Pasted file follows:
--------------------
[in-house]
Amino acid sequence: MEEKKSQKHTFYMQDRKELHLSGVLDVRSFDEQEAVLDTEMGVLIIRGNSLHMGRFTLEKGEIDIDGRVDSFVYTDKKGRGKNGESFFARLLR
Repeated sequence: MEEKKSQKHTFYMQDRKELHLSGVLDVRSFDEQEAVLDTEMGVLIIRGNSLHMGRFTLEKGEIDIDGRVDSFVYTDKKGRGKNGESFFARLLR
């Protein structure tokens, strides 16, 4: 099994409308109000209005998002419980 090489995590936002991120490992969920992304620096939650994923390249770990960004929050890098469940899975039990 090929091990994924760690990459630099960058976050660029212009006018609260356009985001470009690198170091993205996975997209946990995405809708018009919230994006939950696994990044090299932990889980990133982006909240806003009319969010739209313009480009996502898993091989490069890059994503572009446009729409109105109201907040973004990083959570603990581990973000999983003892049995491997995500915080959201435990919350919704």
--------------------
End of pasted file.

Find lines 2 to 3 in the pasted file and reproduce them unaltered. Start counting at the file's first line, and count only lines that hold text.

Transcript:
Amino acid sequence: MEEKKSQKHTFYMQDRKELHLSGVLDVRSFDEQEAVLDTEMGVLIIRGNSLHMGRFTLEKGEIDIDGRVDSFVYTDKKGRGKNGESFFARLLR
Repeated sequence: MEEKKSQKHTFYMQDRKELHLSGVLDVRSFDEQEAVLDTEMGVLIIRGNSLHMGRFTLEKGEIDIDGRVDSFVYTDKKGRGKNGESFFARLLR